Monday, Sept. 8
Post offices. Sure, they’re useful for mailing stuff home. But they’re also a great way to experience a part of daily life in any given city.
The amount of red tape one has to go through to mail something, the way a post office works (or doesn’t), I figure is somewhat reflective of the country’s ability to function.
So I try out post offices in every country I visit. I visited Timbuktu’s tiny office, where my friends and I were the only customers.
The cost to mail a postcard has varied drastically across West Africa, from as much as 850 CFA, about US$2, in Burkina, to just 40 pesewa, or US$.40 in Ghana.
But the real fun is in sending packages — or parcels, as they call them here in Ghana.
Mailing my sleeping bag home from Dakar, Senegal, was easy. (When I’m freezing in the mountains of Cameron I’ll probably wish I still had it with me, but it was simply taking up too much room in my bag.) It cost me an arm and a leg though, around US$50, nearly twice my daily budget.
The postal system in Mali was more interesting. Seedy, really.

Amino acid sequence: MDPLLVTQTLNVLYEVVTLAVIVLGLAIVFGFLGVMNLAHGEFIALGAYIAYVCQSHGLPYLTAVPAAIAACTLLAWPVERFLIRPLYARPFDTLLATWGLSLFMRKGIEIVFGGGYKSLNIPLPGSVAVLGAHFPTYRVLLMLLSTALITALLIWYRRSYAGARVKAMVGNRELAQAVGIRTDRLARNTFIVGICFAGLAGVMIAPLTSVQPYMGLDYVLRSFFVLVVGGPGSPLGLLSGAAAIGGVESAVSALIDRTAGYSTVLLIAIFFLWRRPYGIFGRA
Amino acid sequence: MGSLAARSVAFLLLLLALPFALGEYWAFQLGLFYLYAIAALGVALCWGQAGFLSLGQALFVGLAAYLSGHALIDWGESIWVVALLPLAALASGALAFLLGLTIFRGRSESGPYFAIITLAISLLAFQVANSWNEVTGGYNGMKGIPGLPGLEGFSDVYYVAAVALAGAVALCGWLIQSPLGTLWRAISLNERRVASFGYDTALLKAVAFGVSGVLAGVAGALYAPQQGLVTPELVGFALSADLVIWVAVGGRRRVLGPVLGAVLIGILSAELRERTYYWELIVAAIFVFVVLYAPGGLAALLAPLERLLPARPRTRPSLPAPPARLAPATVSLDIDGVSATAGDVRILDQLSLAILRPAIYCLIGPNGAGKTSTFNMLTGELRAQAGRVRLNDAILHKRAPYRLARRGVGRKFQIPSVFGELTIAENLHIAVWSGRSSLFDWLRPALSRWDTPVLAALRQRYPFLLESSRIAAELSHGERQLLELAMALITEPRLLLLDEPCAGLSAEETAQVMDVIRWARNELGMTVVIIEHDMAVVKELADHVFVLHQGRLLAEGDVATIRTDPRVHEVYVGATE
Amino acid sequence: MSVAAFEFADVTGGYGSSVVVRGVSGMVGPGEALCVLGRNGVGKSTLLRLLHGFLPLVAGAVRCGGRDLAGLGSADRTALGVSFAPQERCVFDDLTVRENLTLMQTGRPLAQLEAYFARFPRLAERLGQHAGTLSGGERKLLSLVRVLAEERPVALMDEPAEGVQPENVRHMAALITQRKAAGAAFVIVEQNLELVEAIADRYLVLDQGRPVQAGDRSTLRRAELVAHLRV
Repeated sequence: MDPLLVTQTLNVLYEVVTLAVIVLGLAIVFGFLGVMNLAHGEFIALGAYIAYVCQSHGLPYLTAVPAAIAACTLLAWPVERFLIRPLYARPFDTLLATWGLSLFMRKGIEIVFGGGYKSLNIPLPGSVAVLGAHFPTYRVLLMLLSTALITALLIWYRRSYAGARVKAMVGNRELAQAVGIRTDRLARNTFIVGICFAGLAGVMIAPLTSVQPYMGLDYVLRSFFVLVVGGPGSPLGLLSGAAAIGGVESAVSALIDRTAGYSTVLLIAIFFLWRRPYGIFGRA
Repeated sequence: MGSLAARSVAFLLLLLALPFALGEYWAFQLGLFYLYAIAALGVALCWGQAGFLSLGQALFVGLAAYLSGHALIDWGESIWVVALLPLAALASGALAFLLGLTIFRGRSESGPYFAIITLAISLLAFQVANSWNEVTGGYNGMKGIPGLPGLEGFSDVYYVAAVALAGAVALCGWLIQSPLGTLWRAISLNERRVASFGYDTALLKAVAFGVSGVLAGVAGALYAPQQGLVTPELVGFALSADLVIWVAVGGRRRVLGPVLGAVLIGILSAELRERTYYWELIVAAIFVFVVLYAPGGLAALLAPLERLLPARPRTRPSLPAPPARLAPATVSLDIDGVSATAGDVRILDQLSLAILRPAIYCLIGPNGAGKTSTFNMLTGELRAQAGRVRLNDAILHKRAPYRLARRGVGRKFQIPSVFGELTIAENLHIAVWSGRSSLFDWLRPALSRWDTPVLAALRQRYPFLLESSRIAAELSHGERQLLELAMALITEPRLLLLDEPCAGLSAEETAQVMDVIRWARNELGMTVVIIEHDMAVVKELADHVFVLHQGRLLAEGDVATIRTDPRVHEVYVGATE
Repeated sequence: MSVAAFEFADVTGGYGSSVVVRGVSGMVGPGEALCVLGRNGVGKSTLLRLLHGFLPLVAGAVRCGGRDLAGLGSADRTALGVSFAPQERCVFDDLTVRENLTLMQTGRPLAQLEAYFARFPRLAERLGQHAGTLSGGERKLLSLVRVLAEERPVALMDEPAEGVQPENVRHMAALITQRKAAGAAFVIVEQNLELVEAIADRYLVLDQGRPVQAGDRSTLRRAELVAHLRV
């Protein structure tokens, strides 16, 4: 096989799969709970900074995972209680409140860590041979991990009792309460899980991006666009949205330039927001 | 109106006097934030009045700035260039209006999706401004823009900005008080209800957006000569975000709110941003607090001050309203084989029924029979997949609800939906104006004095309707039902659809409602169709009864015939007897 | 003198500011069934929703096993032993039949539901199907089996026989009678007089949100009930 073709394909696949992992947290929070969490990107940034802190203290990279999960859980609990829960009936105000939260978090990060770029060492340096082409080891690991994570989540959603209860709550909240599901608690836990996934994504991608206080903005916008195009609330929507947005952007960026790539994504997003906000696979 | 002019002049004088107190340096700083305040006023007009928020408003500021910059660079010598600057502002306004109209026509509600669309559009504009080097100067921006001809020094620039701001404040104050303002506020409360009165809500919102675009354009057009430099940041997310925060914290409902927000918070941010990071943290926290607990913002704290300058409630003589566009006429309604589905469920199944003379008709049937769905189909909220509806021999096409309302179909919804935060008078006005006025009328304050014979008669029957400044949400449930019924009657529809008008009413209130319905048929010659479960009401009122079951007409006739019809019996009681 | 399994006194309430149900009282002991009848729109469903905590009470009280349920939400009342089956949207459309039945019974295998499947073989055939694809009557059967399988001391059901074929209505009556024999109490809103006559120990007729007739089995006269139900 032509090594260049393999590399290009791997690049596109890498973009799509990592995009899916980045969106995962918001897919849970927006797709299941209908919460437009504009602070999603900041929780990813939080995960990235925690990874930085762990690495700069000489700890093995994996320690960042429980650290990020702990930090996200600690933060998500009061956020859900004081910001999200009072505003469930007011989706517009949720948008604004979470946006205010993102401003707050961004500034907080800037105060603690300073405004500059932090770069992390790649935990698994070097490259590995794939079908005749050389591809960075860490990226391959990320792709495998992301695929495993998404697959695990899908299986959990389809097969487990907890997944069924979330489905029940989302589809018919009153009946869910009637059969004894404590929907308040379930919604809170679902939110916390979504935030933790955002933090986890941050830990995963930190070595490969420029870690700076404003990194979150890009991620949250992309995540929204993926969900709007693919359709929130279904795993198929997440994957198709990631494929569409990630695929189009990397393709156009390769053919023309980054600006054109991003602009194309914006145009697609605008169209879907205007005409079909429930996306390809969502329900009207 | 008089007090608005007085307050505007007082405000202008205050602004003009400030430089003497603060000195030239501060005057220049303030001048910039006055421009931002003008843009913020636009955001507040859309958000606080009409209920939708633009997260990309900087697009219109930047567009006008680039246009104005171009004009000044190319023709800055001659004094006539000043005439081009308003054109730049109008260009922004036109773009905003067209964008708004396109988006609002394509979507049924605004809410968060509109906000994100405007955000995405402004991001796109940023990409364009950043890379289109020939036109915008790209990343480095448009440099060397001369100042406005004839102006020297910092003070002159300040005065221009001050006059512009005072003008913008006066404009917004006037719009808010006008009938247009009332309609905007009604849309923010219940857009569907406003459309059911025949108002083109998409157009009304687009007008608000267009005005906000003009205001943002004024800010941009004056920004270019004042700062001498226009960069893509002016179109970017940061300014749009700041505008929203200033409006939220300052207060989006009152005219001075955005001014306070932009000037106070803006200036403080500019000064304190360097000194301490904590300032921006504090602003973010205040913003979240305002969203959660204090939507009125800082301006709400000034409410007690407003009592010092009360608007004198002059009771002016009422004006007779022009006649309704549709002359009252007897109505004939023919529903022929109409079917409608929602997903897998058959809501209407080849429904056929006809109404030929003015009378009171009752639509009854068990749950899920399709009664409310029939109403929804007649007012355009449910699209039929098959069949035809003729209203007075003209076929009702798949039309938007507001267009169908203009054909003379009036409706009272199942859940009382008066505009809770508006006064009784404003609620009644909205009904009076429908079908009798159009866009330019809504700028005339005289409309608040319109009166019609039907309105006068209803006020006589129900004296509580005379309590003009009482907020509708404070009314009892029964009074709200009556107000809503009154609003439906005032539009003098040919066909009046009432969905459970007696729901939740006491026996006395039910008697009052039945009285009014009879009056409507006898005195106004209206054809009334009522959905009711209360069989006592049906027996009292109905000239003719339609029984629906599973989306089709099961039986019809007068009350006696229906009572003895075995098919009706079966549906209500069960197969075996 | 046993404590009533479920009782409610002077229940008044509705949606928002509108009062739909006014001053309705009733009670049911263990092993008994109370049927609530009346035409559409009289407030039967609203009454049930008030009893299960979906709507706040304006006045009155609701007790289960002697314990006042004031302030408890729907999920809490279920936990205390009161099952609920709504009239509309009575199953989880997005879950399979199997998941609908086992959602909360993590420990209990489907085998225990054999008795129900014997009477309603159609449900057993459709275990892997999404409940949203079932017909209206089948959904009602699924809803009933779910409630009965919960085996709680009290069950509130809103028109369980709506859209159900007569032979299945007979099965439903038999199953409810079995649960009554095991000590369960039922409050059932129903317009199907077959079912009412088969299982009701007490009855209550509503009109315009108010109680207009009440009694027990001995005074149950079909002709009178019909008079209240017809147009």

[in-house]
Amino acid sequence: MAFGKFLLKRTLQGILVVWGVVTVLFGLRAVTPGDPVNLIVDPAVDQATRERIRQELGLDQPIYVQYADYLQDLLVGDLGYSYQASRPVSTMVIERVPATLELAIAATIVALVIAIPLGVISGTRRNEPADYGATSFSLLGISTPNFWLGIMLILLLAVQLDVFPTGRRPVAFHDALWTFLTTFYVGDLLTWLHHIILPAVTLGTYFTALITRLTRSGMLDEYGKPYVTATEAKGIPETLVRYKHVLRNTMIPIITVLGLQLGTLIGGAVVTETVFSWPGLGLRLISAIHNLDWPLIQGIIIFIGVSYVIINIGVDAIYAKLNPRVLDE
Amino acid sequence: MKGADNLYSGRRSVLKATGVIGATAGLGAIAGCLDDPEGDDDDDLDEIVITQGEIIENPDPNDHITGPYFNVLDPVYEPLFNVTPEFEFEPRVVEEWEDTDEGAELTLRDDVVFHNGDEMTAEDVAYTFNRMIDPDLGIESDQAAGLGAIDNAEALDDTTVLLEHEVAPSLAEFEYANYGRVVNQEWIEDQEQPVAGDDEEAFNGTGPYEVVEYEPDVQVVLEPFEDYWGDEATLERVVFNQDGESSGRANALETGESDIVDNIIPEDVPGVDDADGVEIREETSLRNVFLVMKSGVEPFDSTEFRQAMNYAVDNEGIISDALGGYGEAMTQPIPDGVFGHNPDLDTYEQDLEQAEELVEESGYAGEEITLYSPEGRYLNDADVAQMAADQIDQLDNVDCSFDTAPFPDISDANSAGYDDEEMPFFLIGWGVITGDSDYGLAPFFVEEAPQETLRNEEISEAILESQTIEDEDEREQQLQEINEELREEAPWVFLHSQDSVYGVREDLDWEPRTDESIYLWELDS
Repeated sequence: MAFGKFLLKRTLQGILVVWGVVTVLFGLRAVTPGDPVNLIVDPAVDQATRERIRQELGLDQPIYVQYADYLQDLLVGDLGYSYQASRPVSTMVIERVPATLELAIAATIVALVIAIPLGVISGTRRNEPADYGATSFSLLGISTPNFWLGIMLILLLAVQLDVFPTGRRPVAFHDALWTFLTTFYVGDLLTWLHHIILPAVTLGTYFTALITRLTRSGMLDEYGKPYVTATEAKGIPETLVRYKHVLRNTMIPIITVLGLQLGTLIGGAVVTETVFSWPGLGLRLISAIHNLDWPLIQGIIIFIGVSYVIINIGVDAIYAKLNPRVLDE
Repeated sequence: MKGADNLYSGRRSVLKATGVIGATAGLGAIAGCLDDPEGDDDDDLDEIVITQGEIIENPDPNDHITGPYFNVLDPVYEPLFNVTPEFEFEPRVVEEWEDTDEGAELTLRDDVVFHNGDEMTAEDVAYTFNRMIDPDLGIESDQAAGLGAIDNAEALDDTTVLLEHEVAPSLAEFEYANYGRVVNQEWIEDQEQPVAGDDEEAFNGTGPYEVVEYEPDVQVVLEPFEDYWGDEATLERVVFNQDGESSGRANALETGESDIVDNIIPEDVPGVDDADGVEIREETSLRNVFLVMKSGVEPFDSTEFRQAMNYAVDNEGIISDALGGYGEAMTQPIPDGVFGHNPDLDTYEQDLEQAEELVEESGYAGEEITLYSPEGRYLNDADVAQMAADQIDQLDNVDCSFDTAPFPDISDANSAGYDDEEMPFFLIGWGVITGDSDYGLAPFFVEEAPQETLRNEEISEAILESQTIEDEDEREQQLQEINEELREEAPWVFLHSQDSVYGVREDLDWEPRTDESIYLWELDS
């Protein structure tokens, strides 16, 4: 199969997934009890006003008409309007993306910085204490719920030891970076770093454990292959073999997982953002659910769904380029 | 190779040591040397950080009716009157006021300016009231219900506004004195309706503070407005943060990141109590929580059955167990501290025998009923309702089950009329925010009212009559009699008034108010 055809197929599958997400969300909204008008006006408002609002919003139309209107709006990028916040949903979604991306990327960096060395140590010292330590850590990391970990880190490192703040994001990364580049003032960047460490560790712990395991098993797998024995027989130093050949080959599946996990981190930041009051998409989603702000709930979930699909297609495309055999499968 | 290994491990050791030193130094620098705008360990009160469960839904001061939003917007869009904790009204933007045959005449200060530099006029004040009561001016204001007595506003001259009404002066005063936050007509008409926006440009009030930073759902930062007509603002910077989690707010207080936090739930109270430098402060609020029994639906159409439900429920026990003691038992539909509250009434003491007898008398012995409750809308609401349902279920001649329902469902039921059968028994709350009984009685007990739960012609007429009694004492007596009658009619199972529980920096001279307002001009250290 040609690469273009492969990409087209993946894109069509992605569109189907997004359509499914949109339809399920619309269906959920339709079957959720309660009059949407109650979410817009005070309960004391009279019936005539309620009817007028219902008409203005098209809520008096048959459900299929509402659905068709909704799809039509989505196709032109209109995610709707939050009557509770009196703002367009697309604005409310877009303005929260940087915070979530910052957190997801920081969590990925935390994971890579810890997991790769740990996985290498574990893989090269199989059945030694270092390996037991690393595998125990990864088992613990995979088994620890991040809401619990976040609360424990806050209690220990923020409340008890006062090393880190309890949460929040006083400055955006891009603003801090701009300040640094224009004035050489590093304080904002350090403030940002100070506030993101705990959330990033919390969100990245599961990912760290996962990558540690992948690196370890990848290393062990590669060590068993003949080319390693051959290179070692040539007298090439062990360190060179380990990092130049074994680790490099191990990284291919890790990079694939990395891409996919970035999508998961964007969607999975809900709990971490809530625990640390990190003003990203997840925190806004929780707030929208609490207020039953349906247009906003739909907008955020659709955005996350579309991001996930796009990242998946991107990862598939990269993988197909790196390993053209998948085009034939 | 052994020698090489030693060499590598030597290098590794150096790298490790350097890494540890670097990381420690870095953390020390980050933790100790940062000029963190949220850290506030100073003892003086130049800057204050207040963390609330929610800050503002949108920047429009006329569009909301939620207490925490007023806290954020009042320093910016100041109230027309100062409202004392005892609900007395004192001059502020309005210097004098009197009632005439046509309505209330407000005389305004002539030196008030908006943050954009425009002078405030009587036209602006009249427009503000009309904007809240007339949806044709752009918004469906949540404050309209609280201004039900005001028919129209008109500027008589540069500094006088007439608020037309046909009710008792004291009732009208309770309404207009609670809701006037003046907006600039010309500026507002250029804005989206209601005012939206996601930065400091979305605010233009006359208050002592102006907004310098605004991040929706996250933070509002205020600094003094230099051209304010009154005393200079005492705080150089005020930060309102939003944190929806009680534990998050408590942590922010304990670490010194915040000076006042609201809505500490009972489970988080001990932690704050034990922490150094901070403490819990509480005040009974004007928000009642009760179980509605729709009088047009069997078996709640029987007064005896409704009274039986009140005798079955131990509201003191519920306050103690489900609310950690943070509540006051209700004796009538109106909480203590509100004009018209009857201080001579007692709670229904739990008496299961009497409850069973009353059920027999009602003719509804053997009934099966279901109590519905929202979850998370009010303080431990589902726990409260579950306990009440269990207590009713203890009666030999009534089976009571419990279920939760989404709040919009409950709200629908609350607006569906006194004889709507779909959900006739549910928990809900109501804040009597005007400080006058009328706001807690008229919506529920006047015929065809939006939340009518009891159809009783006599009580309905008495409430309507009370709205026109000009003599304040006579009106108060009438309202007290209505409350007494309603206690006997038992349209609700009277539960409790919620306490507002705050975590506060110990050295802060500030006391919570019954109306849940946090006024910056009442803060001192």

A man outside the post office in Bamako carefully created a box for my hiking boots — they, too, were taking up too much space in my bag — and taped them securely inside. Then, without explanation, he guided me to a small room at the back of the building and handed the package to a uniformed man.
The officer did not smile. He put the parcel on the ground and said nothing.
Finally he gestured to the guy who brought me there, who angrily tore open the package and handed the shoes to the officer. The officer inspected them briefly and handed them back to my middle man, who recreated the package in a huff. The officer stamped it. We had been approved by customs.
I never mailed the boots. It was too expensive. I gave them away instead.
In Kumasi, Ghana, I tried again, this time with a painting I had bought in Burkina. It fit in my bag, but I didn’t really want to carry it for four months.
I wrapped it and brought it to the post office.
Customs insisted I open the parcel, just at one end, so they could check for drugs. “Why didn’t you bring it here first?” the employee said. He wasn’t really asking the question. He was scolding me.
So when I made my way to the post office today in Accra, Ghana, I walked directly to customs with my item, another painting, before wrapping it. Approved, no problems.
Ghana post employees even offered me, for about US$1, a tracking number. I bought it even though the man who sold it to me couldn’t explain what I should do with the number should the package fail to arrive.
That means I’ve sent a total of three packages. We’ll see if any of them make it to my parents’ doorstep.
UPDATE: Mom says two of the three parcels have already arrived in New York state!